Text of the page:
Leslie Palti-Guzman is co-founder and CEO of Gas Vista, a predictive analytics provider focused on seaborne natural gas trade. Rachel Ziemba is founder of Ziemba Insights and adjunct senior fellow at the Center for a New American Security.
In mid-January, Prime Minister Fumio Kishida announced Japan’s interest in buying more Canadian energy supplies. Canadian Prime Minister Justin Trudeau lauded Japan for agreements to purchase from the soon-to-launch LNG Canada project, before quickly changing the subject to critical minerals and battery production, the newest focus of his country’s industrial policy. While those latter efforts can be positive for Canada, Mr. Trudeau’s messaging reflects a missed opportunity for Canada to use its energy not just for its own benefit but that of others.
To his credit, Mr. Trudeau avoided making the same statement he made some months ago, when he claimed, on German Chancellor Olaf Scholz’s visit, that there was “no business case” for meaningful increases in LNG exports. Still, much like with Germany, which ended up securing only a few agreements on hydrogen projects after Mr. Scholz’s visit, Mr. Trudeau gave Japan no promises of expanding LNG projects or encouraging new ones.
Of course, LNG decisions are not always Mr. Trudeau’s own and are reliant on market forces and other levels of government. But, given the way the world is changing, more trading partners will knock on Canada’s door, and this country should not find itself forced to say no.
Canada couldn’t do much to support allies in 2022 looking for new energy supplies, partly a result of timing; after all, new supplies don’t miraculously appear overnight. But Canadian projects have also been absent from the recent contract discussions with European buyers that set the rules and production over the coming decades.
Even in sustainability-conscious Europe, the war in Ukraine has brought energy risks into sharp focus and reinforced the benefit of alternate energy infrastructure and supply chains, including strategic energy reserves. EU utilities, long wary of long-term contracts, have begun signing agreements with Qatari and U.S. producers for LNG supplies that will begin after 2026. This reflects their commitment to move away from Russian gas even if the current invasion of Ukraine is resolved. The world is far from weaning itself off of natural gas.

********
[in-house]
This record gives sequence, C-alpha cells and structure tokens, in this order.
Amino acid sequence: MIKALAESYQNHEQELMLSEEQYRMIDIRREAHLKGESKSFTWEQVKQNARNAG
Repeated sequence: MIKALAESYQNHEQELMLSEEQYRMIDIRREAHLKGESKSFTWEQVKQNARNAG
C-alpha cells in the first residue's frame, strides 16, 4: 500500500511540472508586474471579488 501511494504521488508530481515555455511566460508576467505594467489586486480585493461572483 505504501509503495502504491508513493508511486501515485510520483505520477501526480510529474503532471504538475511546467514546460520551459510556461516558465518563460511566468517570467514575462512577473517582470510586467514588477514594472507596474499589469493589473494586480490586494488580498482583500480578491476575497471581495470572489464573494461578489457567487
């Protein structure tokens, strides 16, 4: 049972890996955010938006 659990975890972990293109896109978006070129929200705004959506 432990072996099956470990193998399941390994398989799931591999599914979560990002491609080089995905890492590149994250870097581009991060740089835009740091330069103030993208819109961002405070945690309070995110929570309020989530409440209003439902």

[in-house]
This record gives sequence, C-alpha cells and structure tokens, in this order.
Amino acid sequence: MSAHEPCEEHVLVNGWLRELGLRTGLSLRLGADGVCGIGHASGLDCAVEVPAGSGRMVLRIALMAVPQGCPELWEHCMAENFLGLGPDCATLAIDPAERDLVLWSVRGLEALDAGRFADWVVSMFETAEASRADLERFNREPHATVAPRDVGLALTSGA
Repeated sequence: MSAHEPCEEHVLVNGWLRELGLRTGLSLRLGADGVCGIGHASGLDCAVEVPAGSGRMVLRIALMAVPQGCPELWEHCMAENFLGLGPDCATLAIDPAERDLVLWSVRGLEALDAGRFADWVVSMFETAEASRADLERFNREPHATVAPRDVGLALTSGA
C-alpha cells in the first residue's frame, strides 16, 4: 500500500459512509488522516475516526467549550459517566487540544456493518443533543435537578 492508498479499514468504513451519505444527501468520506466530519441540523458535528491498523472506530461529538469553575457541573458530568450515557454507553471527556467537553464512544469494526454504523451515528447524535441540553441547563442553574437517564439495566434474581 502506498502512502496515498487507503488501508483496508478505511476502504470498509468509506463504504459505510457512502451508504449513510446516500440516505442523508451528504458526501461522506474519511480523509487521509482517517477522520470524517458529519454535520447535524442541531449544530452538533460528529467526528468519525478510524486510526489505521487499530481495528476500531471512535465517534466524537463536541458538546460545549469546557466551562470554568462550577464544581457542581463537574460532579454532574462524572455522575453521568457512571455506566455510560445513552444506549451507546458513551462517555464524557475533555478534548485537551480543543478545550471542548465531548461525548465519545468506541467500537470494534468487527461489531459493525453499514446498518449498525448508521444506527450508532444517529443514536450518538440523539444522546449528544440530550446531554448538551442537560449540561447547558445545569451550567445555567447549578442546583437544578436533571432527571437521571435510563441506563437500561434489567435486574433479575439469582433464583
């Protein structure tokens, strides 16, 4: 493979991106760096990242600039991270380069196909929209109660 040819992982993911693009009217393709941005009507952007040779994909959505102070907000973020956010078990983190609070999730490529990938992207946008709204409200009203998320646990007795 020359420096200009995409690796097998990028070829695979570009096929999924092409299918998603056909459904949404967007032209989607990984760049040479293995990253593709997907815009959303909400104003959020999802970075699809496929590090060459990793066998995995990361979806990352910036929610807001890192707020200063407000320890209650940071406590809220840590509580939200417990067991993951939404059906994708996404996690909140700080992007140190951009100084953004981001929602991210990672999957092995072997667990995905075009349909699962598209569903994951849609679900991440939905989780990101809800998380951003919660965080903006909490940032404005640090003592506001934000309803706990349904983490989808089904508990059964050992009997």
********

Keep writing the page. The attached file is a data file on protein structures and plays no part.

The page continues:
Germany has invested in new floating LNG terminals in a matter of months. These and various conservation measures have alleviated the shock of Russian supply cuts. They should reduce revenues of Russia’s war machine, reinforcing the economic effect of the sanctions and export controls of which Canada has been a key driver.
Opponents of natural gas point to the risks of locking in fossil fuel infrastructure at a time when the global economy needs to use its limited carbon budgets carefully. Their concerns are valid, but Canada’s unwillingness to develop its resources is unlikely to shift the world’s reliance on LNG at a time when Asian demand is growing.
Instead, Canada has an opportunity to insist producers invest in the cleanest LNG supplies. That means capitalizing on the trend of tracking full life cycle emissions – which measure the carbon footprint of fossil fuels from extraction to end use – and ensuring such efforts are not greenwashing. Canadian LNG will displace coal in Asia, and has a shorter travel time to Europe than Gulf Coast or Qatari supplies. It also aims to use hydroelectricity as the power source in its extraction and processing, making it cleaner than that of some competitors. Regulators can help make that happen.
Buyers including Germany and Japan – the largest consumer of LNG, according to GasVista’s data – are focused on both meeting their climate goals and keeping the lights and heaters on. They also want to avoid making the same mistake of relying only on one supplier – especially a geopolitical rival – for their energy. Canada can play a role in making sure the supplies that come to market are as environmentally efficient as possible and are from a stable, dependable partner.
Some of the strongest future projects in Canada are those that are small and floating, including the offshore Woodfibre and Cedar LNG projects on the West Coast that may come to market over the next decade, followed later by projects on the East Coast. These projects will need to acquire customers and financing first, while getting full support from all levels of government and communities, including any relevant Indigenous groups. The recent trajectory of approvals for energy projects highlights the difficulties of bringing them to market, but that doesn’t mean Canadian officials should give up.
Canada’s economic opportunities go beyond the potential battery and processing technologies that Mr. Trudeau brought up when he’d deflected Mr. Kishida’s LNG request, or the hydrogen project discussions that resulted from Mr. Scholz’s visit. Canada’s economic opportunities could also include a role for other energy sources. Over all, Canada could look at the current global environment and embrace all of them in its approach to its energy production. Doing so could help reach economic and geopolitical goals.